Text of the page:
When you are enjoying a nice, frosty brew with your friends after a long day, or while watching the game, don’t you just want to gnaw on some desiccated mollusk flesh dipped in mayonnaise? You do if you’re in Korea!
In the States, the only consumers of cuttlefish may be parakeets (you know, the cuttlebone you’re supposed to put in their cages for them to nibble and rub their beaks on), but all over East Asia, cuttlefish is a very popular snack food for humans.
Despite the name, cuttlefish are actually mollusks, in the same class of marine Cephalopoda as squid and octopi.
The most popular way to eat it in Korea is dried, like jerky, often together with peanuts. It’s especially popular as an accompaniment to drinking beer or soju.
You see it everywhere: at street vendors’ carts, in convenience stores next to the chips, even at the concession stand at the movies.
The seasides are dotted with drying racks draped with the corpses of cuttlefish, and the markets are cluttered with stalls of vendors selling stacks of the flat, pressed product.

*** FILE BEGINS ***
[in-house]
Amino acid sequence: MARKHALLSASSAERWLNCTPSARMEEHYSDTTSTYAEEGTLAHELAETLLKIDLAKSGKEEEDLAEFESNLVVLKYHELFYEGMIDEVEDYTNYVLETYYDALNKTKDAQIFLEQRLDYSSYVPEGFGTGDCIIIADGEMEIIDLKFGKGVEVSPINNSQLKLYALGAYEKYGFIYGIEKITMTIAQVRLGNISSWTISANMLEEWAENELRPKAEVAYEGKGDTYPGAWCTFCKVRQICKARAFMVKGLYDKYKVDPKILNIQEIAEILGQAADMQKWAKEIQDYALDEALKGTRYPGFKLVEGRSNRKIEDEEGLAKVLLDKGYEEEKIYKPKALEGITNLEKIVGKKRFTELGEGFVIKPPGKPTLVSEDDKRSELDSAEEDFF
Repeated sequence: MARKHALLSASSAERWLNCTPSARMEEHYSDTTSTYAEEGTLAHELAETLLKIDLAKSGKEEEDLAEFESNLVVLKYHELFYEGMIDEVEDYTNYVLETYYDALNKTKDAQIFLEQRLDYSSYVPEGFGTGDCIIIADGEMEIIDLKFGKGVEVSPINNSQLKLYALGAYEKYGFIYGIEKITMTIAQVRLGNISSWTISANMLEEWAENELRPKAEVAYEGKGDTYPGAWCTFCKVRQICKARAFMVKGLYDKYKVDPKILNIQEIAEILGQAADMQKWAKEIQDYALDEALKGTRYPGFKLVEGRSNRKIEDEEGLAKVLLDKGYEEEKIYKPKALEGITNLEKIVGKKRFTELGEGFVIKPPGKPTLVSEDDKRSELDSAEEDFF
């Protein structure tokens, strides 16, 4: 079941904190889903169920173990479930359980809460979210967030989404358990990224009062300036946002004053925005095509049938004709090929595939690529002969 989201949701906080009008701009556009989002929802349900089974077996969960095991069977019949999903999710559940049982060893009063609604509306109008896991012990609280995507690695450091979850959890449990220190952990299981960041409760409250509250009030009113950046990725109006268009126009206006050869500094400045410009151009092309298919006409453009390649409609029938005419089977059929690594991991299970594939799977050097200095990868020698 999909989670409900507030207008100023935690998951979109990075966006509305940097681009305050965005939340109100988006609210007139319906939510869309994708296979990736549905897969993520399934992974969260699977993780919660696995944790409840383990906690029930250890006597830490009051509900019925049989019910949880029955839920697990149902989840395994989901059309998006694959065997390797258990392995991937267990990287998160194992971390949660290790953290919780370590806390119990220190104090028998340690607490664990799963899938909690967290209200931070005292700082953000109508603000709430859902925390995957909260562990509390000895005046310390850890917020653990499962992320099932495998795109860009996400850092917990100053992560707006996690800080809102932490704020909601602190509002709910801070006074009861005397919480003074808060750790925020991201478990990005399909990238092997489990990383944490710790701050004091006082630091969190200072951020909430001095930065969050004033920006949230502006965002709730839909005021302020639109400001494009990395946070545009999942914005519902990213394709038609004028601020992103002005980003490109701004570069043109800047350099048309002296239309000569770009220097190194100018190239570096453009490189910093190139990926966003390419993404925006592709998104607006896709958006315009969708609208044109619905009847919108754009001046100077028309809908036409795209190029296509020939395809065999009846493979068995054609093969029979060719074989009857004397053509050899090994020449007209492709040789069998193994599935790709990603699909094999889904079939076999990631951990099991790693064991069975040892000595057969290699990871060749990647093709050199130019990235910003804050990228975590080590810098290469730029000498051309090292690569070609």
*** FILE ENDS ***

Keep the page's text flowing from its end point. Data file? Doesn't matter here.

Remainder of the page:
The way you eat it–at least, the way I was shown–is, if you can, you toast the dried cuttlefish over a flame and char it a little bit. Not very much, just enough to singe it slightly and give it a smoky note. (If you don’t have access to a flame to toast it, just skip this step.)
Then, you tear off thin shreds of the meat, like little ribbons, and dip it in mayonnaise first, then a chili sauce, and pop it in your mouth! Mmmmm-mmm!
Cuttlefish isn’t the only marine animal that people like to eat dried in this fashion. For example, dried octopus tentacles are also to be had in the markets, as are all manner of dried, pressed fish. But, cuttlefish is, by far, the most popular to munch on while you’re getting your buzz on with some good beer or soju.
Those of us with Western palates will probably jump to a conclusion about why it’s popular to eat while drinking; our tastebuds can have beer-goggles, too, after all! But, I was sober as a judge when I had it, and I enjoyed it. I thought it was savory and delicious, if a bit…cuttlefishy. But, then again, dip anything in enough mayonnaise and chili sauce and I’ll eat it and think it’s good.